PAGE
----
It might possibly be the first hotel room I’ve stayed in which had a ‘disco lighting’ option but it was typical of this Point A hotel, which was full of quirky, thoughtful and useful touches.
From basket case to billion pound business, Travelodge has undergone a remarkable turnaround in just three short years. The chain was on the brink of collapse with a debt mountain of £635 million in 2012. But last week its owners – led by Goldman Sachs – put the chain up for sale with an expected £1 billion price tag.
[Note: my interview with Travelodge ceo Peter Gowers was just published in 2015 so some of the details will now be out of date]
Small wonder that Travelodge chief executive Peter Gowers, who has led the turnaround, looks cheerful as he lounges in one of the rooms at the London Waterloo Travelodge hotel. It took a £100 million programme, but Travelodge recorded sales of £497 million last year, with underlying profits jumping 63.5 per cent to £66.2 million and sales are continuing to grow this year.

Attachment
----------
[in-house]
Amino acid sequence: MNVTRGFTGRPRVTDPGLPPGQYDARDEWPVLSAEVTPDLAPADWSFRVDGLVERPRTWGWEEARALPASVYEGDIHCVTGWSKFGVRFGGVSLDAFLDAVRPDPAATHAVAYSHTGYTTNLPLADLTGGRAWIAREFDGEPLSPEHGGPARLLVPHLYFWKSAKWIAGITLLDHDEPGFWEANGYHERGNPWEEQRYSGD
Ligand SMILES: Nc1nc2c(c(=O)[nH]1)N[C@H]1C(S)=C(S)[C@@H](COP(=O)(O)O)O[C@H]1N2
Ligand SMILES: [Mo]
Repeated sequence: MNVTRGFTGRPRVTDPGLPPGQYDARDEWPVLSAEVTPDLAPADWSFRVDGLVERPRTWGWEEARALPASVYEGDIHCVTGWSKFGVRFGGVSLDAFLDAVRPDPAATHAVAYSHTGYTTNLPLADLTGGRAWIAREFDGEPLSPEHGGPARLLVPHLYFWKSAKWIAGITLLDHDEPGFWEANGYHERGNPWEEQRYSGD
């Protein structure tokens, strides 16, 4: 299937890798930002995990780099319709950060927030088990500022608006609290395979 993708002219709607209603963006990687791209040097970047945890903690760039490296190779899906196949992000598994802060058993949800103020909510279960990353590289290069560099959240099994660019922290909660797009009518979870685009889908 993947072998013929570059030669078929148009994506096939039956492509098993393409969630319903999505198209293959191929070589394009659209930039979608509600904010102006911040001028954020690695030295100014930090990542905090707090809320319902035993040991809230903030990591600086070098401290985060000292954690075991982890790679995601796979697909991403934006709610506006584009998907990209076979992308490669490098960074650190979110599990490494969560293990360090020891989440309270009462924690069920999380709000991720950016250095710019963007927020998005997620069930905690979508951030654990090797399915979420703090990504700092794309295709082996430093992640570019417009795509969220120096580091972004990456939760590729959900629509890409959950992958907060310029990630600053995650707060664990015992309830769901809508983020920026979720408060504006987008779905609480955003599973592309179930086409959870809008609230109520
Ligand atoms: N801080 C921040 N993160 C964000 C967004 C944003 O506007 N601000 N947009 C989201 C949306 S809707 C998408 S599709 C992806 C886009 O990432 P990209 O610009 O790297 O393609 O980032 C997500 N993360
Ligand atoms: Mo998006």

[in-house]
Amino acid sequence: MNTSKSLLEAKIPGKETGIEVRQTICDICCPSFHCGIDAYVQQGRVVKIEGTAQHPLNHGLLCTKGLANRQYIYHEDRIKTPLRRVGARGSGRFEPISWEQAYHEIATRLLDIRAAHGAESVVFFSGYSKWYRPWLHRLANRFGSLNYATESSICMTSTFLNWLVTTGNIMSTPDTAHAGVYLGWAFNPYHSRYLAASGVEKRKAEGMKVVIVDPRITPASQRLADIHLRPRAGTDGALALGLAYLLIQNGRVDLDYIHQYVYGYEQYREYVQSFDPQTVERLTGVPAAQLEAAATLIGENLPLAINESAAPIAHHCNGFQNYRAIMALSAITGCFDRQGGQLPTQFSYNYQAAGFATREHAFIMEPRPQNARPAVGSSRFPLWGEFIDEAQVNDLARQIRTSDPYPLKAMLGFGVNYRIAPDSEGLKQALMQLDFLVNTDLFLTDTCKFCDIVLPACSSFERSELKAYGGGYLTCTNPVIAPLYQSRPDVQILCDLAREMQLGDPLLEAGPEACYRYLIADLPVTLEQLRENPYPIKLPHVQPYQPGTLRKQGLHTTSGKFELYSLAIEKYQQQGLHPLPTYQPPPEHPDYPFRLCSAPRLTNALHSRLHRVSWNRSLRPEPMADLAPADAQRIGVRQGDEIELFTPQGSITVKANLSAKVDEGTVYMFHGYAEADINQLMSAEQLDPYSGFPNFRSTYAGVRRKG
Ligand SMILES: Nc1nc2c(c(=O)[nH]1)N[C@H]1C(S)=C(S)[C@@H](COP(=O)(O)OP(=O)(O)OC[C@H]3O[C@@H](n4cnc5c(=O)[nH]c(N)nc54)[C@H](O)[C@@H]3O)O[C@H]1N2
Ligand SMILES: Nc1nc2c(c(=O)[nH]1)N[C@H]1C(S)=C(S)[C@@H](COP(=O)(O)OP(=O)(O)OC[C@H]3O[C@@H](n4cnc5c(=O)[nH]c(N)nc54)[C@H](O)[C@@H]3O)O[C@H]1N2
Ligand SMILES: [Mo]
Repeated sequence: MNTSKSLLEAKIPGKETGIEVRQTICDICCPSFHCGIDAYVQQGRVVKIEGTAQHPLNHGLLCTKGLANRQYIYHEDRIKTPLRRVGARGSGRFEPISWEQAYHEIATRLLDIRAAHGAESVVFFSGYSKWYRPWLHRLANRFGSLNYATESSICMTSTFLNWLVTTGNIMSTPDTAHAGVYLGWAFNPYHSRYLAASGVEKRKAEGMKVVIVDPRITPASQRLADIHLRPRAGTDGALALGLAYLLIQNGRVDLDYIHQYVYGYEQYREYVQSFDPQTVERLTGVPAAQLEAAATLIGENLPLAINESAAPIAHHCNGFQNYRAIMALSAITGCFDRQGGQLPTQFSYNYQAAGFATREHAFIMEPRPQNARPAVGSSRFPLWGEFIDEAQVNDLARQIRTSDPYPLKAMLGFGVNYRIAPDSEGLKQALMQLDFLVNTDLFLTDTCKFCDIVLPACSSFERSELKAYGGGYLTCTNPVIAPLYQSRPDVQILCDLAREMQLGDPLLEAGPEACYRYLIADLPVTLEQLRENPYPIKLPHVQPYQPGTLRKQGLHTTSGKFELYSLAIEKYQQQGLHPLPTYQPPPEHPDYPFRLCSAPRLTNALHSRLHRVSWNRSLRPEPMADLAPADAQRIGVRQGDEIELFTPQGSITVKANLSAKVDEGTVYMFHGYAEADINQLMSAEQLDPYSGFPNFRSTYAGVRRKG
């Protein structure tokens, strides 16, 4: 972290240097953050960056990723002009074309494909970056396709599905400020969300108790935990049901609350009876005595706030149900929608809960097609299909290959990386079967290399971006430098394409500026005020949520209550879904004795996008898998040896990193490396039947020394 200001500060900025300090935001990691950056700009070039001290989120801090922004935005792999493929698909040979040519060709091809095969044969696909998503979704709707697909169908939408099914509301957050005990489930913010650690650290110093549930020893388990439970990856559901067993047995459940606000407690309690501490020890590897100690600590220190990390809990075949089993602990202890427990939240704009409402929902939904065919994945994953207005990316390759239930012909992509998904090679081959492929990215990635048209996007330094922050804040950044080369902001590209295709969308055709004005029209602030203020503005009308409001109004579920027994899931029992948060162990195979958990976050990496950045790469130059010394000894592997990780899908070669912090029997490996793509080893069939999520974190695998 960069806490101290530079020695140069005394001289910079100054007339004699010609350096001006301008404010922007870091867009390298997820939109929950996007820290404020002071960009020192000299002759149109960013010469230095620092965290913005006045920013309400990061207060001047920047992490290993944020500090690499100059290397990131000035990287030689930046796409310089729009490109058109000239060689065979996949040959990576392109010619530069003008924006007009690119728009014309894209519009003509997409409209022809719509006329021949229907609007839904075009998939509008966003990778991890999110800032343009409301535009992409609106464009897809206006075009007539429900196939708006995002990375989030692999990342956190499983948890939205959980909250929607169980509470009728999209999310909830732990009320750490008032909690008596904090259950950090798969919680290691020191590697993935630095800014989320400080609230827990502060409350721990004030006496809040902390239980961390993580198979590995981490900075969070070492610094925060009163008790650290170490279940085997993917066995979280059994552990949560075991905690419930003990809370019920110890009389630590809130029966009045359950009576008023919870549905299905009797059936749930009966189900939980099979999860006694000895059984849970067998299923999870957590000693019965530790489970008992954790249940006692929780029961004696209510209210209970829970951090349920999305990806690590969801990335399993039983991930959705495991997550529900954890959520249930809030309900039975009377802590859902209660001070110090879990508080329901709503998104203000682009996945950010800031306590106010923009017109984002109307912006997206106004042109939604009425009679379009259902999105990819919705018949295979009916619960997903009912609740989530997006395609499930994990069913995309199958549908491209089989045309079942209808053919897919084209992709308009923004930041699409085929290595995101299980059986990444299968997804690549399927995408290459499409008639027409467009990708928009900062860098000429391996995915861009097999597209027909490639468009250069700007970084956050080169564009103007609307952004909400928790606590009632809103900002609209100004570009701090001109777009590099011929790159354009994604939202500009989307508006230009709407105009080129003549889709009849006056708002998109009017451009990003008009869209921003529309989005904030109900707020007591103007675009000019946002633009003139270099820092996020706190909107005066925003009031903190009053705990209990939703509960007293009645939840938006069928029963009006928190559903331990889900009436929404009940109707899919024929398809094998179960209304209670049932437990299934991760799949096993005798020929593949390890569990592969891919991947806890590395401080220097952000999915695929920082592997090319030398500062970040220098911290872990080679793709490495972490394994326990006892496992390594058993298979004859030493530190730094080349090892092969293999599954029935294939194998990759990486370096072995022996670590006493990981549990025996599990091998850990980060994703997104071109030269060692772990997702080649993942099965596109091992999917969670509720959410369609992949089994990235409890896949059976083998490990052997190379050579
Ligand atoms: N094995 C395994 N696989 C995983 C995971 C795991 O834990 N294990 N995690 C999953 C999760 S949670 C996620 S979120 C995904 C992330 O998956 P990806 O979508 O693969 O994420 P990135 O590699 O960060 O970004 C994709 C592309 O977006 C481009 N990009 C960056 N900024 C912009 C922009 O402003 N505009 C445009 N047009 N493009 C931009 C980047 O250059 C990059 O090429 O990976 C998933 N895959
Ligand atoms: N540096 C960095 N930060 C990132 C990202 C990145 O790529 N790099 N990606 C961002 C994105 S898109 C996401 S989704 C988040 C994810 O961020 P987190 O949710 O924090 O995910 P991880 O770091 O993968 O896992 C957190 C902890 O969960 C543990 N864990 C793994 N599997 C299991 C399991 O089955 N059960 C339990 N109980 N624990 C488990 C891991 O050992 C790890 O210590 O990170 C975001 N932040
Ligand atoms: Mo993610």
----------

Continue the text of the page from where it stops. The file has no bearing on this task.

‘It was a huge opportunity to turn round a fantastic brand that had been through some challenging times,’ says Gowers, who joined Travelodge at the end of 2013 from self-storage company Safestore.